Additional information about Maryland’s Marcellus Shale Safe Drilling Initiative and the full report can be found online at http://www.mde.state.md.us/programs/Land/mining/marcellus/Documents/Final_Distribution_Draft_11.25.14.pdf

 

Summary of draft Final Report’s Key Recommendations

The draft final report includes recommendations on managing risks and impacts of Marcellus Shale drilling including possible groundwater contamination, handling, recycling and disposal of wastewater, environmental and natural resources impacts, forests and habitat impacts, greenhouse gas emissions, and economic impacts.  The report outlines standards for construction, sediment and erosion control, transportation, water withdrawal, storage and handling of chemicals, drilling, casing and cement, chemical disclosure, air emissions, waste handling and disposal, protection against light, noise, and invasive species, leak detection, site security and closure and reclamation. 

Comprehensive Gas Development Plan (CGDP).   A prospective applicant for a permit to drill a gas well must submit for approval a plan covering at least 5 years of activity, so that landscape level and cumulative adverse impacts might be avoided or mitigated. An approved CGDP is a prerequisite for filing an application for an individual well permit.

Location Restrictions and Setbacks. To protect people and the environment, the location of a well pad in certain areas is prohibited. Where a well pad or other infrastructure is allowed, setbacks from sensitive receptors are required, including a 2,000-foot setback from a private drinking water well.  No well pads will be allowed within 450 feet of streams, rivers, wetlands, lakes, 100 year floodplains and other aquatic habitats. No surface development will be allowed to occur within 600 feet of special conservation areas, such as Irreplaceable Natural Areas and State designated Wildlands. No surface development will be allowed on public lands or within 1,000 feet of sensitive cave habitats.

Application for a Permit to Drill. Following approval of the CGDP, a person may apply for a permit to drill a well. The application must be consistent with the CGDP and include a plan for construction and operation that meets or exceeds the enumerated controls and standards. The application must include an environmental assessment and two years of monitoring in the vicinity of the well site to establish background conditions.

Drinking Water Protection.  Surface casing must be installed and cemented in the gas well to isolate the wellbore from the surrounding earth to a depth of at least 100 feet below the deepest fresh water aquifer.  In addition to the 2,000-foot setback from drinking water wells, drilling well pads cannot be developed within 1,000 feet of the edge of source water protection areas or the entire watersheds of the three drinking water reservoirs:  Broadford Lake, Piney Reservoir and Savage Reservoir.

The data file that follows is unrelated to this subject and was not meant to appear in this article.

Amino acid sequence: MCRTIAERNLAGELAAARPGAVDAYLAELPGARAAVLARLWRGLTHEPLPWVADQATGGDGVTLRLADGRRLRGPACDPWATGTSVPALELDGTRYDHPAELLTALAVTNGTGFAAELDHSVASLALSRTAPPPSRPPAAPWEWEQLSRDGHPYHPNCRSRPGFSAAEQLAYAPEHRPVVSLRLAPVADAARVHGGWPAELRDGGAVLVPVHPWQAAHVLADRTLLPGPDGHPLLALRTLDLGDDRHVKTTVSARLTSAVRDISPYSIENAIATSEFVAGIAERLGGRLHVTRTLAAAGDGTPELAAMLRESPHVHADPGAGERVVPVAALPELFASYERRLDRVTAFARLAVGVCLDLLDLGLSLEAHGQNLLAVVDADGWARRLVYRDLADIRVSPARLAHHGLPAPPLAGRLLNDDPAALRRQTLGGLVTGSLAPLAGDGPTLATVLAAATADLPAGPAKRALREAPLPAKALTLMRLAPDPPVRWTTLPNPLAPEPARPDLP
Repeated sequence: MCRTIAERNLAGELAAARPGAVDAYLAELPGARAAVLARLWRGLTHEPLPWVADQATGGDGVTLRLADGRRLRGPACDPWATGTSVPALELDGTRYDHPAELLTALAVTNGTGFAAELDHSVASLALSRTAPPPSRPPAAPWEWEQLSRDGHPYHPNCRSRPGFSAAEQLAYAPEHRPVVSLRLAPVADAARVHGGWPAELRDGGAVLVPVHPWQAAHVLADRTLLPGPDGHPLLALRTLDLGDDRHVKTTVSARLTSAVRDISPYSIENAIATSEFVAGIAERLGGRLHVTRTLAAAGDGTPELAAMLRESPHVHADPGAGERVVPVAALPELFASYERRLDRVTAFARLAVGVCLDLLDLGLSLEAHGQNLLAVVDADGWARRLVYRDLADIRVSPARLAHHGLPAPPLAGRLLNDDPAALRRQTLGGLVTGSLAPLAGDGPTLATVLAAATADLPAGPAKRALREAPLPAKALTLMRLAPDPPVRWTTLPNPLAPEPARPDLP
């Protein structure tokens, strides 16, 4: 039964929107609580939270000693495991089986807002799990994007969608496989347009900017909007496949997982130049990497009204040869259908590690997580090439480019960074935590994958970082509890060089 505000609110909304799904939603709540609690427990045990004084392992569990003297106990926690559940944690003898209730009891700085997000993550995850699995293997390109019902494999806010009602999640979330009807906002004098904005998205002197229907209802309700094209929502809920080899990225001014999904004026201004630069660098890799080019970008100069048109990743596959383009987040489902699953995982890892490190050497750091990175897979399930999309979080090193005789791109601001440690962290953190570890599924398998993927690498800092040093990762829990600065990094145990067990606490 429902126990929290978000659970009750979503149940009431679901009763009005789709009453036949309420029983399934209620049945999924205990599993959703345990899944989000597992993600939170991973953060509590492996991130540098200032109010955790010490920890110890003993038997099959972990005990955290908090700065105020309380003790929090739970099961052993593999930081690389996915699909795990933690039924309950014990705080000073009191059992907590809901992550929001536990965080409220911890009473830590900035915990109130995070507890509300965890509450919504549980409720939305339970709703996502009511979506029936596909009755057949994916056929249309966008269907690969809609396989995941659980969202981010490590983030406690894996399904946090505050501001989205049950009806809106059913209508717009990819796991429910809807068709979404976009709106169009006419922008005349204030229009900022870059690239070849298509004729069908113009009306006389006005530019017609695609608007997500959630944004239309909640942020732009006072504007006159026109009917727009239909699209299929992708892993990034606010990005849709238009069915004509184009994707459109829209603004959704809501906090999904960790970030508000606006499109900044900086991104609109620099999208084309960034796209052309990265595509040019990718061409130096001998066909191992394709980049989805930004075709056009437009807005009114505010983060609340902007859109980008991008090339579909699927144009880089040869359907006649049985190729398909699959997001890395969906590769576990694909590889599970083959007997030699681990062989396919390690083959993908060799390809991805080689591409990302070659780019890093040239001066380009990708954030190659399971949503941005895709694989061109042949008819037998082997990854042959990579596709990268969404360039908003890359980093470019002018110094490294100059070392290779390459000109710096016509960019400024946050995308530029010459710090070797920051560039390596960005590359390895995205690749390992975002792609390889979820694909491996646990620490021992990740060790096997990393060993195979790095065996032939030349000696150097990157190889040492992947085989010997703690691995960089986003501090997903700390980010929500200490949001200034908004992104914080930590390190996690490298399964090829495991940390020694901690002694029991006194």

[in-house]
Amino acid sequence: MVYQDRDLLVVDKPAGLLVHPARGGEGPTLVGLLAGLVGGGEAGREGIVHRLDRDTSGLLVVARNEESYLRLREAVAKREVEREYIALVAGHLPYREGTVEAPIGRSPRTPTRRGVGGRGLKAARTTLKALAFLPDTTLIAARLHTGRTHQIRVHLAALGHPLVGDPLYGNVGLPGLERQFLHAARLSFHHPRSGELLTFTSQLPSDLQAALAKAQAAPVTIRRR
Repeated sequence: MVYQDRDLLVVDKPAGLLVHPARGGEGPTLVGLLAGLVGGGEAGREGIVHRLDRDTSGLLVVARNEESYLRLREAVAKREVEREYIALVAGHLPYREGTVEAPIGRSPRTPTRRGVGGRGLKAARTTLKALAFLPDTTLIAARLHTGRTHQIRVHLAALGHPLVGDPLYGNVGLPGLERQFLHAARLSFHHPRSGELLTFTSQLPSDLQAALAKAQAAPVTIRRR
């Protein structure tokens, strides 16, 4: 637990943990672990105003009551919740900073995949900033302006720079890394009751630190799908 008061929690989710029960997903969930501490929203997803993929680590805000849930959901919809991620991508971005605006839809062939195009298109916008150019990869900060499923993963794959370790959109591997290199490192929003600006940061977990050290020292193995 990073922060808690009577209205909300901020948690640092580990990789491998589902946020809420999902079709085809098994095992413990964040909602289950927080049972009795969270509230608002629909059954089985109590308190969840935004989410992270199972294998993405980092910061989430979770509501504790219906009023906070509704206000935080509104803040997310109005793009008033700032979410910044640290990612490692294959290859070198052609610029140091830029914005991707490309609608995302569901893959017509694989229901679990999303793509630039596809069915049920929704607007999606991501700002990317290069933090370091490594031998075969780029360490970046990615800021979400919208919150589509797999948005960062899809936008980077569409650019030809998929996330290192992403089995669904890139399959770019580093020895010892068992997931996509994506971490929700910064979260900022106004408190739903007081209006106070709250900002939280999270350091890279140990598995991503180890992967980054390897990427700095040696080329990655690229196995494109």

Air Pollution Controls.  Requirements include Reduced Emissions Completions (REC), limitations on flaring, use of ultra-low sulfur diesel fuel, limitations on engine idling, and use of top-down Best Available Technology (BAT) to limit air emissions.  These protections are estimated to reduce methane emissions by 98 percent and emissions of volatile organic compounds (VOCs) by 95 percent.  To further reduce greenhouse gas emissions, the report recommends establishing a “zero methane” requirement that could be met through offsets or allowances under a program similar to the Regional Greenhouse Gas Initiative.

Noise Reduction.  Noise modeling must be included as part of the CGDP to comply with noise standards.  Noise reduction devices must be installed on all equipment at the drill site.

Reducing Transportation and Infrastructure Impacts. The number of truck trips to deliver material to the well pad and remove wastes and the impact of the remaining trips must be reduced by the following methods, if they are practicable, for the specific site: establish a centralized water storage facility at a location that minimizes the use of roads near homes or other occupied buildings for the truck transportation of water to the centralized water storage facility; upgrade the roads to be used so that damage to the roadways is minimized; transfer water from the centralized storage facility to the well pad using aboveground temporary hoses or pipes; establish a centralized facility with all the equipment necessary for preparing and pressurizing the fracturing fluid in a location, and with sound and air pollution controls that minimize impacts to people, and deliver the water, proppant and additives to the well pad using pipes; and if they are proven to be safe and effective and have less impact, perform fracturing using alternatives to high volume water-based fracturing fluid.  The CGDP will identify transportation routes for heavy truck traffic that minimize truck traffic on roads close to homes and schools.